Moshe Silman, 57, the son of Holocaust survivors, did not have an easy start. He lives alone, and according to friends tried to get ahead in life and live in dignity. But a small debt to the National Insurance Institute grew and sent him into an economic and bureaucratic tailspin that ended in self-immolation Saturday night on Tel Aviv’s Kaplan Street in front of the cameras.
“Moshe was simply not willing for the State of Israel to run him over anymore,” a friend said.
Silman’s friends were not surprised to hear what he did. The decision to set himself on fire because the state would not help him overcome his economic difficulties was in character for him, they said, especially considering his despair. “There was protest in his soul,” said a friend who went to rallies with Silman in Haifa. “He waited for it to break out and was glad when it did,” the friend added.
Two years ago Silman moved from Bat Yam to Haifa. As his economic situation deteriorated he became more and more involved in the protests in Haifa. The activists he met at the protest tent on the Carmel last summer became his best friends. “He was a man of action. He said you have to be political and get elected anywhere possible,” said Yossi Baruch, a Haifa activist.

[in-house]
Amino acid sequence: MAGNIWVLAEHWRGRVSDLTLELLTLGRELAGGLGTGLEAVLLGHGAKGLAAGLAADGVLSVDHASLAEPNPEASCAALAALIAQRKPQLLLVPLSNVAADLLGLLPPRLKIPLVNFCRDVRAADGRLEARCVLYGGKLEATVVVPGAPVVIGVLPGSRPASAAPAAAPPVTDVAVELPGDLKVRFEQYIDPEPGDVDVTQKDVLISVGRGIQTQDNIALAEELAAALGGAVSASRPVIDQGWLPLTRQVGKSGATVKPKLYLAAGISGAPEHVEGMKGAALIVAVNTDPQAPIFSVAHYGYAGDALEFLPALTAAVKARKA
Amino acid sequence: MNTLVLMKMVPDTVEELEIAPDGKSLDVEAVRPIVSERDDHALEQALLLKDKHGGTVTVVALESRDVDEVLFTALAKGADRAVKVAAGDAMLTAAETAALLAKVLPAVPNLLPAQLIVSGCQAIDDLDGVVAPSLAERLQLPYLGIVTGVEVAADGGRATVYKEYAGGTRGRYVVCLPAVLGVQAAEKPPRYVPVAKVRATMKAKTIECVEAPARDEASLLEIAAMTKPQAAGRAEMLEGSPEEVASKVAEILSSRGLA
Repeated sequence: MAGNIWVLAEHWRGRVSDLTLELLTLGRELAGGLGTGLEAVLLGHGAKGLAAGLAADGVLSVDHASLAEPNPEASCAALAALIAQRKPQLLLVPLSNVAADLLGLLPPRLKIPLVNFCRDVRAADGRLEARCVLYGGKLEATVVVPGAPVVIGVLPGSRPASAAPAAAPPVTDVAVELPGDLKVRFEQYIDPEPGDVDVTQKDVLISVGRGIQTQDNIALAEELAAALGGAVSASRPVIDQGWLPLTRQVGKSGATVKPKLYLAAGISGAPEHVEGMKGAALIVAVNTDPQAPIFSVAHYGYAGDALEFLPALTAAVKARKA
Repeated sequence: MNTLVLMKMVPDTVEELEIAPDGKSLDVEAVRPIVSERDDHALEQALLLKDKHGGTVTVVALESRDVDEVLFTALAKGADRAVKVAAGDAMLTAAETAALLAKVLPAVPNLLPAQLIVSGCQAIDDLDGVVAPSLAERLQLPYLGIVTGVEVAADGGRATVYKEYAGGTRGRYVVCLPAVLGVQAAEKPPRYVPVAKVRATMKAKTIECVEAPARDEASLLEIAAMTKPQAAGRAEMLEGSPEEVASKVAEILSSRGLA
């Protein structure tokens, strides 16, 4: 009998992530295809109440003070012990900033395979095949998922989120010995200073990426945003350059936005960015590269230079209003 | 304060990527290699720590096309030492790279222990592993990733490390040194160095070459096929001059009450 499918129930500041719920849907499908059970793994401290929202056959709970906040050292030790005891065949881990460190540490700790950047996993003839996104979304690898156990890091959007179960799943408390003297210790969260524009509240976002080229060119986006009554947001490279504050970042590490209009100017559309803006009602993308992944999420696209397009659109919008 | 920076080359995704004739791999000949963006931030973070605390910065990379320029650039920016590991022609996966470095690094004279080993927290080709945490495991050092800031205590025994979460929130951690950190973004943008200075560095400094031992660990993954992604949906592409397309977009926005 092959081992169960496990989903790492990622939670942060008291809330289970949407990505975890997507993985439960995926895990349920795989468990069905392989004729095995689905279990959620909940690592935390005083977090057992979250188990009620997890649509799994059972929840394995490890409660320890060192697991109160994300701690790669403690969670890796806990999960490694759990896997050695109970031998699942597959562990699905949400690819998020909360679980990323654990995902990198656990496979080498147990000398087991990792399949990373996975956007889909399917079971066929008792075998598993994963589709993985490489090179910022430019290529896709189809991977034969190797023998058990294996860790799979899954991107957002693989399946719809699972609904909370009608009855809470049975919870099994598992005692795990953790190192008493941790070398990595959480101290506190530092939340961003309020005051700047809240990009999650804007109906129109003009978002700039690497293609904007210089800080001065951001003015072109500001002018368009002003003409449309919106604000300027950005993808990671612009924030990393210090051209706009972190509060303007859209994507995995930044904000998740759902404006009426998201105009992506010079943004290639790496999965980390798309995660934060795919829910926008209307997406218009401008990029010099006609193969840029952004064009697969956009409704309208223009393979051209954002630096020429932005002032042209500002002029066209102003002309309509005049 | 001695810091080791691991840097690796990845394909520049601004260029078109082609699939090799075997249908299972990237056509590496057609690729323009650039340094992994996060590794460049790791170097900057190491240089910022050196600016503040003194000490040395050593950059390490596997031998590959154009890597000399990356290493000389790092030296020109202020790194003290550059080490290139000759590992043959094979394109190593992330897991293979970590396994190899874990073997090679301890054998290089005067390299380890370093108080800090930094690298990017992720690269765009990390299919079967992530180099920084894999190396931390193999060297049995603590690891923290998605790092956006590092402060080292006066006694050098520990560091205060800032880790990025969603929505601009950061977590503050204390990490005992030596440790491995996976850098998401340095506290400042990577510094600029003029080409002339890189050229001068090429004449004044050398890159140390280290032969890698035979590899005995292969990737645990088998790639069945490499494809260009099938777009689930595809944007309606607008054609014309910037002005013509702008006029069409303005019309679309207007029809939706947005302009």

According to friends, Silman lives in a neglected two-room apartment on the edge of the poor Wadi Salib area of the city. The refrigerator is empty. The neighbors do not know him at all.
Friends say he believes in action and took his belief to the extreme. He was born in Israel, and has two sisters, Bat Zion Elul from Rishon Letzion and Naomi Angel, a member of Kibbutz Ma’agan Michael. Angel would visit him in Haifa from time to time, always bringing food. Elul said yesterday of her brother: “He was in despair. He was mired in debt. Until the last moment we helped him. But he didn’t want it. Since the day he lost everything, the day they took everything, the house, his trucks, the money, my parents’ house, he has been going downhill.”
Silman never married and had no children and so his request for public housing was repeatedly denied. He worked at odd jobs and spent a few years in the United States. On his return, he established a messenger service and things finally began to look up. But then, toward the end of 2000, his business was hurt by the outbreak of the second intifada. He moved the business to a smaller warehouse and his office to his home in Jaffa. It later turned out that the National Insurance Institute’s debt notices never reached him, because they were sent to his former address. In 2002, the institute seized one of the four trucks he used for his company. The reason: a debt of NIS 15,000. Silman paid a third of the debt to reclaim his truck, but then he was asked to pay a further NIS 1,200 to cover towing expenses. Silman could not reclaim the truck due to a strike at the institute, and says that it led to the business’ collapse. Later, in 2005, he was forced to evacuate his apartment.
A history of court battles